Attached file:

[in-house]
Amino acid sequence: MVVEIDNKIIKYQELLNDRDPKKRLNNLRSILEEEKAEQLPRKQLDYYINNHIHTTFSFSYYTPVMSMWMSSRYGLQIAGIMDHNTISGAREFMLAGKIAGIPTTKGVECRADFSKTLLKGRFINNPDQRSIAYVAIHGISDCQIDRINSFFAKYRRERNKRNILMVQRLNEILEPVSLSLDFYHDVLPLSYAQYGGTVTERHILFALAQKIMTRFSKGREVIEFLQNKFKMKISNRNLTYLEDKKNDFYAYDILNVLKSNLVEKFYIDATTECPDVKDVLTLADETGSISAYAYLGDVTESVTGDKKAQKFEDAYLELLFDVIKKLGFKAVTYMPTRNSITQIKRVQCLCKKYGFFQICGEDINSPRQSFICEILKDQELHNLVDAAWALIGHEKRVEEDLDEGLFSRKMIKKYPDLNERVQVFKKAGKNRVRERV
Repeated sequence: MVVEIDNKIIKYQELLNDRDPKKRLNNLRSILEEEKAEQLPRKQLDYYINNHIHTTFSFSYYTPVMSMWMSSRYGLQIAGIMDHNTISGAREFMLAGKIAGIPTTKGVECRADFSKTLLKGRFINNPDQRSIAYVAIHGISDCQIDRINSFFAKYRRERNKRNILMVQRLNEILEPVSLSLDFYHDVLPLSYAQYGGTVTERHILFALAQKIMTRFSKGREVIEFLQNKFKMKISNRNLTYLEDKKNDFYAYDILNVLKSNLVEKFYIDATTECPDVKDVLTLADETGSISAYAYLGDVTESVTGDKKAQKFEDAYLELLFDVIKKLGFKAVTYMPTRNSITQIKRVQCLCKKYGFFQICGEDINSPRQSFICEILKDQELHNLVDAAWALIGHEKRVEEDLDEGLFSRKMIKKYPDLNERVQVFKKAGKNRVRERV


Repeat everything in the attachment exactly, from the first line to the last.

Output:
[in-house]
Amino acid sequence: MVVEIDNKIIKYQELLNDRDPKKRLNNLRSILEEEKAEQLPRKQLDYYINNHIHTTFSFSYYTPVMSMWMSSRYGLQIAGIMDHNTISGAREFMLAGKIAGIPTTKGVECRADFSKTLLKGRFINNPDQRSIAYVAIHGISDCQIDRINSFFAKYRRERNKRNILMVQRLNEILEPVSLSLDFYHDVLPLSYAQYGGTVTERHILFALAQKIMTRFSKGREVIEFLQNKFKMKISNRNLTYLEDKKNDFYAYDILNVLKSNLVEKFYIDATTECPDVKDVLTLADETGSISAYAYLGDVTESVTGDKKAQKFEDAYLELLFDVIKKLGFKAVTYMPTRNSITQIKRVQCLCKKYGFFQICGEDINSPRQSFICEILKDQELHNLVDAAWALIGHEKRVEEDLDEGLFSRKMIKKYPDLNERVQVFKKAGKNRVRERV
Repeated sequence: MVVEIDNKIIKYQELLNDRDPKKRLNNLRSILEEEKAEQLPRKQLDYYINNHIHTTFSFSYYTPVMSMWMSSRYGLQIAGIMDHNTISGAREFMLAGKIAGIPTTKGVECRADFSKTLLKGRFINNPDQRSIAYVAIHGISDCQIDRINSFFAKYRRERNKRNILMVQRLNEILEPVSLSLDFYHDVLPLSYAQYGGTVTERHILFALAQKIMTRFSKGREVIEFLQNKFKMKISNRNLTYLEDKKNDFYAYDILNVLKSNLVEKFYIDATTECPDVKDVLTLADETGSISAYAYLGDVTESVTGDKKAQKFEDAYLELLFDVIKKLGFKAVTYMPTRNSITQIKRVQCLCKKYGFFQICGEDINSPRQSFICEILKDQELHNLVDAAWALIGHEKRVEEDLDEGLFSRKMIKKYPDLNERVQVFKKAGKNRVRERV